After studying this module, you should be able to
To understand the terminology used in the HVAC Controls world
Demonstrate knowledge of Analog and Digital I/Os
Explain the characteristics and differences of the types of control systems

  • Control Systems Components

After studying this module, you should be able to:
To understand the terminology used in the HVAC Controls world
Describe what a Control Loop consists of and give examples
Explain the difference between Analog and Digital Devices

  • Control Systems

After studying this module, you should be able to
To identify complete control systems such as Electric, Electronic,     Pneumatic and Microprocessor-based / DDC Control Systems
To distinguish the advantages and disadvantages of these systems

Basic Sheet Metal (42 hours)

  • Types of Sheet Metal and Their Uses

Students will learn:
The historical significance of metal
Metalworking in early America and sheet metal work today
Metal processes and terms
Metals and ways to identify them by sight and feel
Metals used in sheet metal work
Types of metal gauges and their uses
Trade tables and their uses
Safe handling of large sheets of metal

  • Assembling, Connecting, and Fastening Sheet Metal Components

Students will learn:
Terms
Types of seams and their applications
Types of locks and clips and their applications
Types of edges and their applications
Types of notches and their applications
Types of screws and their characteristics
Types of bolts and machine screws and their characteristics
Types of washers and their characteristics
Types of nuts and their characteristics
Types of rivets and their characteristics
Non-mechanical fastening materials, devices, and processes

  • Sheet Metal Tools and Their Uses

This Module will introduce you to many of the tools which are used in HVAC sheet metal work. There are hand tools, power tools, and foot operated tools. Some are portable and some are stationary; mounted either on a bench or on the floor. Some are designed specifically for use in sheet metal work and some are common tools with a specific use in sheet metal work. Learning to use the various tools takes not only knowledge of the uses of the tools but practice in using them correctly and safely. Improper use can result in injury or damage to the tools.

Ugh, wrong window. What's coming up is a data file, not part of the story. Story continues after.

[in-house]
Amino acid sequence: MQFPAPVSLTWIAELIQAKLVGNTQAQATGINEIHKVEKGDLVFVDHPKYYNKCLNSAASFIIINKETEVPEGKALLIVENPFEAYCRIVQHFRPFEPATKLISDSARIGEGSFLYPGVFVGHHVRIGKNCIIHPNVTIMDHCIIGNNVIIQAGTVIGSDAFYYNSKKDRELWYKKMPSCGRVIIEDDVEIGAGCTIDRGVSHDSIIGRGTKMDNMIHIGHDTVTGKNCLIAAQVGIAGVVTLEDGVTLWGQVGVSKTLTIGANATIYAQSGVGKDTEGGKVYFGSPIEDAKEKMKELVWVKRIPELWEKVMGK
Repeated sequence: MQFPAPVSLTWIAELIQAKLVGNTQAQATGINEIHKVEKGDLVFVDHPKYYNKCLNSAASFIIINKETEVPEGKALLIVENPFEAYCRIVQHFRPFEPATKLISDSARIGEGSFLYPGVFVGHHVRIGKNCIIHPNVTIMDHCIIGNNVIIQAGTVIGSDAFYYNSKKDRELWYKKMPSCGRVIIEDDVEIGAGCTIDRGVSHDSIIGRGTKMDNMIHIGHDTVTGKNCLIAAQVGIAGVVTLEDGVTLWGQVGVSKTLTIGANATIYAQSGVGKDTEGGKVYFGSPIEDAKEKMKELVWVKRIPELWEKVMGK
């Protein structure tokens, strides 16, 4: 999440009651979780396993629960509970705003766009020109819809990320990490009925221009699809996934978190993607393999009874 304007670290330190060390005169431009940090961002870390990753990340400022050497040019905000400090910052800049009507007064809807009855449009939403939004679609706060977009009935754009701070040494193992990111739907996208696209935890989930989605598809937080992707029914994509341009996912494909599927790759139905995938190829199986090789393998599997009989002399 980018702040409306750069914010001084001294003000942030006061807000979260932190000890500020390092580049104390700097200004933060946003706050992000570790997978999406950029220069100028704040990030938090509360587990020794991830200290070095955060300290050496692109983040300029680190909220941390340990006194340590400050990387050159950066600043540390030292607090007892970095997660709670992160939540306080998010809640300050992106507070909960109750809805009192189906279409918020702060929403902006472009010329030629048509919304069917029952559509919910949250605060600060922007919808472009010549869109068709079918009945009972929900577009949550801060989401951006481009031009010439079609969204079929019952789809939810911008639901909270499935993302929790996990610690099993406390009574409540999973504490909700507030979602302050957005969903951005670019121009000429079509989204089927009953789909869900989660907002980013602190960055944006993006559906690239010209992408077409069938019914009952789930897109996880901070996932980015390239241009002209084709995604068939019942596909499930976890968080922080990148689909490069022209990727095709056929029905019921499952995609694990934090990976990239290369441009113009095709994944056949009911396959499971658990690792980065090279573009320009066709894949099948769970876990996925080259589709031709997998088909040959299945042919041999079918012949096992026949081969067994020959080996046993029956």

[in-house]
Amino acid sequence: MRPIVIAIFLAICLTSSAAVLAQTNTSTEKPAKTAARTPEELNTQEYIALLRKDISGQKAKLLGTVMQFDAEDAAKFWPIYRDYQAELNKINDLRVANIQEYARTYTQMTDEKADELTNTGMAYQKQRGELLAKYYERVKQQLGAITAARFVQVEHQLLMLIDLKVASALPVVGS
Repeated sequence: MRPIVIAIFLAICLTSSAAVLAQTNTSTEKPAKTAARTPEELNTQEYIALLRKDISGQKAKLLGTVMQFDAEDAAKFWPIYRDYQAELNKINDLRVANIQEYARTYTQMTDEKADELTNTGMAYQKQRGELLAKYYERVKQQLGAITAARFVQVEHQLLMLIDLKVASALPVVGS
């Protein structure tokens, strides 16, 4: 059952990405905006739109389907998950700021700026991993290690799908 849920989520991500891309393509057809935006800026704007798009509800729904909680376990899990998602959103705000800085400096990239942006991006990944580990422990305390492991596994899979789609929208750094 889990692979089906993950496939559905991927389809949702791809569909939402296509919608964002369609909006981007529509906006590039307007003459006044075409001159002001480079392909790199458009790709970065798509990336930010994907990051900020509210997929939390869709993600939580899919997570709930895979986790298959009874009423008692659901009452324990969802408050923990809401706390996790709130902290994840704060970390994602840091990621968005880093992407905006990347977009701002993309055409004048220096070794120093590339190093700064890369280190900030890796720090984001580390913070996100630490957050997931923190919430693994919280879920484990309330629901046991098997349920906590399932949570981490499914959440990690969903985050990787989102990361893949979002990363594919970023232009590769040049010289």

Learning to use sheet metal snips with such a degree of skill that cut edges are left smooth and clean and free of burrs and fishhooks is particularly important. Burrs and fishhooks are slightly irregular edges made on sheet metal when cutting snips are improperly used; often resulting in irregular edges that turn up and roll into a fishhook shape. You will have a much clearer understanding of fishhooks after you get one or two of them in your fingers.
Take time to browse through catalogs such as at www.malcoproducts.com or www.roperwhitney.com. If you are not working in the industry find an HVAC or sheet metal company where you can see what the tools really look like and observe the tools in use. Your skill with the various tools will improve with practice.
Be sure and watch the video in your reading assignment. It will give you a good idea of how many of the tools are used.

  • Sealing, insulating and Lining Sheet Metal Ductwork

In this module, students will learn:
Ductwork systems and terminology
Sealing and insulating sheet metal ducts
Duct liner and its characteristics
Installing duct liner
Duct wrap and its characteristics
Installing duct wrap
Duct system efficiency depends upon the installer

  • Specifications, Symbols and Codes

This module will:
Review blueprints and specifications;
Cover layout symbols and abbreviations; and
Discuss standards and codes and how they are enforced.

  • Introduction to Sheet Metal Duct Layout and Fabrication

By the time you complete this module you should be able to:
Define drafting and geometric terms pertaining to sheet metal layout.
Describe the sheet metal and drafting layout tools and their uses.
Construct simple geometric figures.
Sketch a simple fitting.
Describe two view, three view, and stretch out drawings.

  • Methods of Layout and Development

After completion of this module the technician should be able to:
Identify and define terms used in methods of development.
Describe why the true length of a line and the true shape of an object are sometimes not obvious.
Describe the process of transfer pattern development used to determine layouts for sheet metal fittings.
Use the process of transfer pattern development for the layout of selected sheet metal fittings.
Describe the principles of parallel line development used to determine layouts for sheet metal fittings.
Use the principles of parallel line development for the layout of selected sheet metal fittings.
Describe the principles of radial line development used to determine layouts for sheet metal fittings.
Use the principles of radial line development for the layout of selected sheet metal fittings.
Describe the principles of triangulation used to determine layouts for sheet metal fittings.

Use the principles of triangulation for the layout of selected sheet metal fittings.